Sugar, in the home, is generally known in its natural state, or at least in the latest phase of the preparation of crispy browned, and the caramel brown on the bottom of some of certain creams and puddings.
Rather there are a number of “states” and of stocks of sugar in direct relationship to the degree of heat that reaches the various cooking, heat can be determined with a special thermometer (hydrometer). It is clear that in these cooking states, sugar is added to a quantity of water for the initial formation of the “syrup.” The water should be 1 / 4 the weight of sugar or a little more, from 2 ½ to 3 per each kilogram. There should be used for it’s manufacture, containers and semi-spherical shaped copper tin, or enamel containers, since sugar affect the iron.
First move quickly this syrup to a boil, making sure sugar is dissolved completely before forming the first bubbles. The pastry chefs take various measures for the success of the operation. When the sugar bubbles, they add a few drops of acetic acid (exchangeable with two teaspoons of lemon juice) and a certain amount of glucose (250 g per kg) powder (available today, even in supermarkets) dissolved in the first few spoonfuls of warm water, or add it when moistened sugar begins to boil, forming bubbles, to prevent from ‘browning’.
Soon we reach the phase of ‘fog’, that is when, in passing a skimmer on the boiling syrup, this will be covered with a thin layer composed of low density.
Phase of the small wire (103 °). The second phase called “thread” is when, hold in your thumb and forefinger a drop of syrup and wet your fingers a little further away with each other, will form a thread, at which time the sugar has a temperature of about 103 ° .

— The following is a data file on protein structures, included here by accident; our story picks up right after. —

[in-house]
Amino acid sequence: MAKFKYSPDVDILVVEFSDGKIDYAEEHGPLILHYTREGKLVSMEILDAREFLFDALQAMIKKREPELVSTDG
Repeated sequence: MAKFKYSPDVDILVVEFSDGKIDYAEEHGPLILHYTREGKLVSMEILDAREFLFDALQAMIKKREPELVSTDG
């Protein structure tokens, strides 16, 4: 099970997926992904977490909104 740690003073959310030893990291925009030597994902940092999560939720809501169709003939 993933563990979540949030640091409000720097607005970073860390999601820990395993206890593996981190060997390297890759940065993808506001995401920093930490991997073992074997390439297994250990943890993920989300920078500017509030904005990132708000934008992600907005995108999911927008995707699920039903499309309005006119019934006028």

SOUFFLE (106 °). When you plunge back into the syrup and a skimmer you blow against it, you’ll get like soap bubbles. Then sugar has a temperature of 106 ° and the phase of the “feather” the French call “soufflé” because of blown trial.
In 1110 they repeated the test as the “wire” and you will get a longer cord and durable. After, the sugar takes on a cloudy, opaque, and white granite.
Raising a bit the sugar at about 115 °, with a wooden spoon and dipping it in water, you will get a pellet still elastic and transparent phase is called “small ball.”
At 120 ° the same transaction will give a ball of more consistency. In this phase, French cuisine is divided into four stages: “boulé mou” at 114.5 ° – “boulé moyen” at 115.5 ° -“boulé assez dur” at118 ° – “boulé dur” at 121°.
Boiling again, the sugar will turn slightly in a blue-gray color, the temperature at that time is 145 °, and if the glucose is added in substantial quantity, can reach even higher temperatures.
CARAMEL PHASE (129 ° -168 °). Lifted from the cooking vessel, cooled quickly and slammed onto a hard surface, the sugar will break like glass. This phase is called caramel. A few minutes of boiling and sugar will be colored straw that will increasingly lead to intense gold. The French call these phases “casse”, with a gradation of heat ranging from 129 ° to 168 °. This phase is divided in “casse léger”, “casse moyen”, “casse dur”, “casse extra dur”. Beyond these temperatures, the sugar turns brown and takes a slightly bitter taste. The different phases have a clear distinction between them, so we must be careful to identify what you want to achieve, taking into account that the time varies in proportion to the amount of glucose added, which has a very convenient retardant feature. For the best success of the cooking, the sugar must be stirred constantly with a spatula from the moment you put on the fire until the moment of complete fusion.
The photos show the details of the cooking.